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Rambles

A scoutmaster

25 August 2018: Heybridge BasinA canal scene with a narrow boat in the foreground

Start point grid reference: TL 870 069GPX file

The Heybridge Basin circuit is a favourite with our rambling group. The path is level without any styles and the views are great. You wouldn’t want to do it in the wind and rain, though, as it is very exposed.

This morning thirteen of us (plus a Boxer) set out from the Daisy Meadow car park. We took the short flight of steps from there up to the towpath of the Chelmer and Blackwater Navigation. (Since this is a river that was converted in the 18th century as a navigable waterways link between Chelmsford and the sea at Maldon it is technically a navigation rather than a canal.) There is a kiosk near the top of the steps where you can buy snacks and soft drinks but we all had drinks etc with us.

We turned right to walk along the towpath. The navigation was mainly covered by duckweed, which we took as a sign that there had been little water traffic recently despite the large number of boats moored along the bank. There were ripe sloes and blackberries growing on the right of the towpath. Some of our number grabbed a few blackberries in passing.

Some way on there is a footbridge over the navigation leading to an attractive housing estate. We continued on our side of the navigation, passing a cemetery on our right before reaching some industrial buildings and going under the bridge which takes the towpath under the B1072.

The navigation then curves round to go under Holloway Road. At the other side of this we took the steps up to the road and walked south-east to The Causeway. Here we turned right and eventually crossed the road towards Bates Road. We had to take care because of the heavy traffic.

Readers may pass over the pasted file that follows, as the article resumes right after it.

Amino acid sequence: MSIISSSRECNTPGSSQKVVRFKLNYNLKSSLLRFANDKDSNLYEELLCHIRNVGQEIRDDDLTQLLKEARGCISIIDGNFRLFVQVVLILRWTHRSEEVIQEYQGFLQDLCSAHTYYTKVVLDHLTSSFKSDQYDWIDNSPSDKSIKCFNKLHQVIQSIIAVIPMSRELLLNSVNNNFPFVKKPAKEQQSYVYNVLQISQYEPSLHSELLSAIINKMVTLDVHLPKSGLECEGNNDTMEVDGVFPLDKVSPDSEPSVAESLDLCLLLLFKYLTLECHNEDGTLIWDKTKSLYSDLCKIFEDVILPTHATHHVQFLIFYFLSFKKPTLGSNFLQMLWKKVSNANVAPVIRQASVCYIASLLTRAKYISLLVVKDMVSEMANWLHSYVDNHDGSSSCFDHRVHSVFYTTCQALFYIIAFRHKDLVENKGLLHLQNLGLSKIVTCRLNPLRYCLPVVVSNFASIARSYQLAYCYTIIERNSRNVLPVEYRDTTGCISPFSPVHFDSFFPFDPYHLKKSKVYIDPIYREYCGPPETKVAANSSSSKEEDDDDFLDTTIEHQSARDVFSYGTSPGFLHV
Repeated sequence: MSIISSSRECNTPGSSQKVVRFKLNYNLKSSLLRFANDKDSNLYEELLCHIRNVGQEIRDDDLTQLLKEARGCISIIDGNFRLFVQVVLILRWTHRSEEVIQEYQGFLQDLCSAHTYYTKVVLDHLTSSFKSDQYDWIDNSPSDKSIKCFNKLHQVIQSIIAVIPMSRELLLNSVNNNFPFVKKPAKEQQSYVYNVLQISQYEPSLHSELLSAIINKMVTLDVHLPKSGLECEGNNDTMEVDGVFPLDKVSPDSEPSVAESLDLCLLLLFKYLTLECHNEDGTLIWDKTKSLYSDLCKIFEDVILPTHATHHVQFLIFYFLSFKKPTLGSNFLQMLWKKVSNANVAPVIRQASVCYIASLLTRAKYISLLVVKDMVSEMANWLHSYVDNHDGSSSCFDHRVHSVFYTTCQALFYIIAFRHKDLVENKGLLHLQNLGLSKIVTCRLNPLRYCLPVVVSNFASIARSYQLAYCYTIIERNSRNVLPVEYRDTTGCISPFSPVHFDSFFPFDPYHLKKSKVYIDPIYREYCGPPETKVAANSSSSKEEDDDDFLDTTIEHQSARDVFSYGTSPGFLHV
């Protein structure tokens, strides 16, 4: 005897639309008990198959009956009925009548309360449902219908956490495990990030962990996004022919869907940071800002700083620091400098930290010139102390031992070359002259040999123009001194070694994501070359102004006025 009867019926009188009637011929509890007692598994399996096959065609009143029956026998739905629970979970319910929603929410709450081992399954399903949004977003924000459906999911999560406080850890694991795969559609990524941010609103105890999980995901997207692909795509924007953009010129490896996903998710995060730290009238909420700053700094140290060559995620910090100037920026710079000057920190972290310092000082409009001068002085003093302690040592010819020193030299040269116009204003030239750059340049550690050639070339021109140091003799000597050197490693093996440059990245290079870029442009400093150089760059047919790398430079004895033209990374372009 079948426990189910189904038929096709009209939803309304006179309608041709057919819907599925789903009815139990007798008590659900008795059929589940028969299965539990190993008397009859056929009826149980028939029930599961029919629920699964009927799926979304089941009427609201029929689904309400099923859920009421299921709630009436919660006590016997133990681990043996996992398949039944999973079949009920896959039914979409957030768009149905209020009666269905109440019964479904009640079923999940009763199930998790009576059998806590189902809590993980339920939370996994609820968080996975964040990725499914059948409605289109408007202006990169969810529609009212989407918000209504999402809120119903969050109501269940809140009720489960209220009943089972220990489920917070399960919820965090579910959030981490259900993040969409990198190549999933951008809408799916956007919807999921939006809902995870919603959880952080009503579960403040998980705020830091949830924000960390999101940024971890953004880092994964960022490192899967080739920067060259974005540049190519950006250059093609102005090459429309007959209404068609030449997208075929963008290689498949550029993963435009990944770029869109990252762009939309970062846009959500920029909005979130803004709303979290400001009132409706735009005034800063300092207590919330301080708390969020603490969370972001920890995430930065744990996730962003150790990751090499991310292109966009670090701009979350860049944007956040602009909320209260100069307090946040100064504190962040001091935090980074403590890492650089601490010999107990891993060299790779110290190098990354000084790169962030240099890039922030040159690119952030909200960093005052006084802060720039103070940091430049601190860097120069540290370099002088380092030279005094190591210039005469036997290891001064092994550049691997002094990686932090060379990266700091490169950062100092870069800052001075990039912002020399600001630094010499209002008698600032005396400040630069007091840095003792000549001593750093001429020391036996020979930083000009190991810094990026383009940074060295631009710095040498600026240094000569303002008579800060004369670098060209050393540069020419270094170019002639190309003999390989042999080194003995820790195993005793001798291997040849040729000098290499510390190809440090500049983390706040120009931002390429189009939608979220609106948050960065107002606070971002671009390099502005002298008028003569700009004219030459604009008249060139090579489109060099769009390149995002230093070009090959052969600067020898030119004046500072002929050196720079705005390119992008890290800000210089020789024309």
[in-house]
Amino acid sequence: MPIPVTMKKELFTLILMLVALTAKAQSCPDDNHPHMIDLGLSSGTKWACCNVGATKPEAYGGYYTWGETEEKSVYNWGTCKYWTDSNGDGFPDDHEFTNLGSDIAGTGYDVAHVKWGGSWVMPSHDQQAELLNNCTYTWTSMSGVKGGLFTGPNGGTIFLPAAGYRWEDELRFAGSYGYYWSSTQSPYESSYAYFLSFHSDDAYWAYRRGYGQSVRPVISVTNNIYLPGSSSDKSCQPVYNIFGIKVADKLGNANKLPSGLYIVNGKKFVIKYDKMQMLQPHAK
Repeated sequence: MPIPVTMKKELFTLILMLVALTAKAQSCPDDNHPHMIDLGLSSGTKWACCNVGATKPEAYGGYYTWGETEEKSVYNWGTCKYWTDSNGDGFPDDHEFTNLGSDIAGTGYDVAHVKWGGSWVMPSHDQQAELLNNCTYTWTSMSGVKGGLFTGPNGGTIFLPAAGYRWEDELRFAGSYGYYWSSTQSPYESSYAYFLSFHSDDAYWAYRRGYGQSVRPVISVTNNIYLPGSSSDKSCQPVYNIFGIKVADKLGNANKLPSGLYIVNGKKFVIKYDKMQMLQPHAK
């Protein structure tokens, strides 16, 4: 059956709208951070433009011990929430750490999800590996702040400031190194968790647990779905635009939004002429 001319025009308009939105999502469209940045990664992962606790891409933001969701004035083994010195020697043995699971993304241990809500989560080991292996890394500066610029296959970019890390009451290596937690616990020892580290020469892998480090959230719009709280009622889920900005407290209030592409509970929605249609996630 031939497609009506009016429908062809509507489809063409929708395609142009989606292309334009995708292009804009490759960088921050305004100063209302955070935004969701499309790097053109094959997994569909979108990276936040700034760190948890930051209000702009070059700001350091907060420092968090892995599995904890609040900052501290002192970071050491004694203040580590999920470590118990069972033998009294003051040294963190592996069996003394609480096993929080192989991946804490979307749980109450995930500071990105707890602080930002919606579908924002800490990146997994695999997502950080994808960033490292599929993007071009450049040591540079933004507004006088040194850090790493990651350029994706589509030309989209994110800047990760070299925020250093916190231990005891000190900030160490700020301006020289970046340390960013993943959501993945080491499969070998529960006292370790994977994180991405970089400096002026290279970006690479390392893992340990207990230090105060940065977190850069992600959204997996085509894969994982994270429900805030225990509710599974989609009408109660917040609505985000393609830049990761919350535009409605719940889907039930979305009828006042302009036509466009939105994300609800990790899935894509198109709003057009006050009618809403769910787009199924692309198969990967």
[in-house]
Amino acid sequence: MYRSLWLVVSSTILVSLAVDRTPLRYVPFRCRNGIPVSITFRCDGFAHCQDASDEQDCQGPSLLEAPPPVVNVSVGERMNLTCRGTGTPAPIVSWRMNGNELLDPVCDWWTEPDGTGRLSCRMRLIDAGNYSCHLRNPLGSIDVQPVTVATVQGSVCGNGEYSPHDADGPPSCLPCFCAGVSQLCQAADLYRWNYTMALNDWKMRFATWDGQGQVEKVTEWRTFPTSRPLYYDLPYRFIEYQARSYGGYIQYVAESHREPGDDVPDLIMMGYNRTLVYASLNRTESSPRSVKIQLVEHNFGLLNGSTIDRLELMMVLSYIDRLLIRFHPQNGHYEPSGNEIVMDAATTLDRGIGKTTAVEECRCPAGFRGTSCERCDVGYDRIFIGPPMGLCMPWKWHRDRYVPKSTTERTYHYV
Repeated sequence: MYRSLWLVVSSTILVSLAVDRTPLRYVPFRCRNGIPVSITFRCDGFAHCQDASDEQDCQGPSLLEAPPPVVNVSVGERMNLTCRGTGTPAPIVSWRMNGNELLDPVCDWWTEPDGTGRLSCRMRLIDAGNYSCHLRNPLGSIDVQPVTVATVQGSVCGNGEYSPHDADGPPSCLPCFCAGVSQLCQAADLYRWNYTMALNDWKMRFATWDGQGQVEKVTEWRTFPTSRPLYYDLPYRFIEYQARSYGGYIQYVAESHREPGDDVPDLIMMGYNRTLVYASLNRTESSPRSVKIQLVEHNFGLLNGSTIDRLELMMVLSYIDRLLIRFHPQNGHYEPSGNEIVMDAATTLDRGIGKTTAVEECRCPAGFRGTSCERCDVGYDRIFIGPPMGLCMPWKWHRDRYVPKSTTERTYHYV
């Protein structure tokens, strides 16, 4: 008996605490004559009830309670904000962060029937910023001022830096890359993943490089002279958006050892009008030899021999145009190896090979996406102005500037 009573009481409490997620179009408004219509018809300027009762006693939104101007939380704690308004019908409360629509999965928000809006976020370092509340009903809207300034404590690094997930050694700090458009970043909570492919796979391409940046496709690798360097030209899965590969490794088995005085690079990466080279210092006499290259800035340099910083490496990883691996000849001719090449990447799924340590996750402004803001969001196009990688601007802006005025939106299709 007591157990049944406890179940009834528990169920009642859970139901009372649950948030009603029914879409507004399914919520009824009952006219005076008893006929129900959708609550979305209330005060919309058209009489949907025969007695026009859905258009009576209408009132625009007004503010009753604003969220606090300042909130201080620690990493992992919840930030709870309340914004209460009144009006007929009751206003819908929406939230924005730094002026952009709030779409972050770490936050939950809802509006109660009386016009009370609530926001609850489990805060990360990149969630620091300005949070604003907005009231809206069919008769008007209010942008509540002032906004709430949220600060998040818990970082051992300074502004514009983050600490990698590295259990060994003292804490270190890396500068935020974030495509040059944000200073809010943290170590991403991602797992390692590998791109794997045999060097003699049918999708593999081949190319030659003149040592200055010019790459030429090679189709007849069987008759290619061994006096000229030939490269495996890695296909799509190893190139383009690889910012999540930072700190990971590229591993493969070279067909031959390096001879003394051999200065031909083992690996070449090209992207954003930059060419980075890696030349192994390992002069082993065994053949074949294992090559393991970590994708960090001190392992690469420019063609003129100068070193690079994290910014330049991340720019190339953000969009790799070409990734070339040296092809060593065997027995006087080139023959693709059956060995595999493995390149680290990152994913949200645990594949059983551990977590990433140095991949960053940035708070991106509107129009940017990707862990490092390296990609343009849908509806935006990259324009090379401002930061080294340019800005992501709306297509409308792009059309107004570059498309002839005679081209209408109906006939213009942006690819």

Bates Road goes through an industrial area but, being a Saturday, it was fairly quiet. A little way along we took a road to the left and found another footpath running more-or-less parallel to the River Blackwater. We stopped for a coffee break where the path meets the estuary. There are the wrecks of some abandoned wooden boats here.

After the break we continued along the footpath, which goes along a high bank past the housing estate we had seen earlier and then continues with the river on one side and a large lake on the other. Since the dog we had with us spent some time lapping up the lake water very happily I assume the lake is fresh water. There was a small flock of geese on one of the islands on the lake. We were able to watch the river traffic on our right, including a Thames sailing barge.

When it reaches the end of the lake the footpath turns north towards Heybridge. Back at Heybridge Basin we crossed the navigation via one of the lock gates, which is perfectly safe as it has railings. Then all of us (apart from the dog) dropped into The Old Ship for lunch before making our way back to the cars.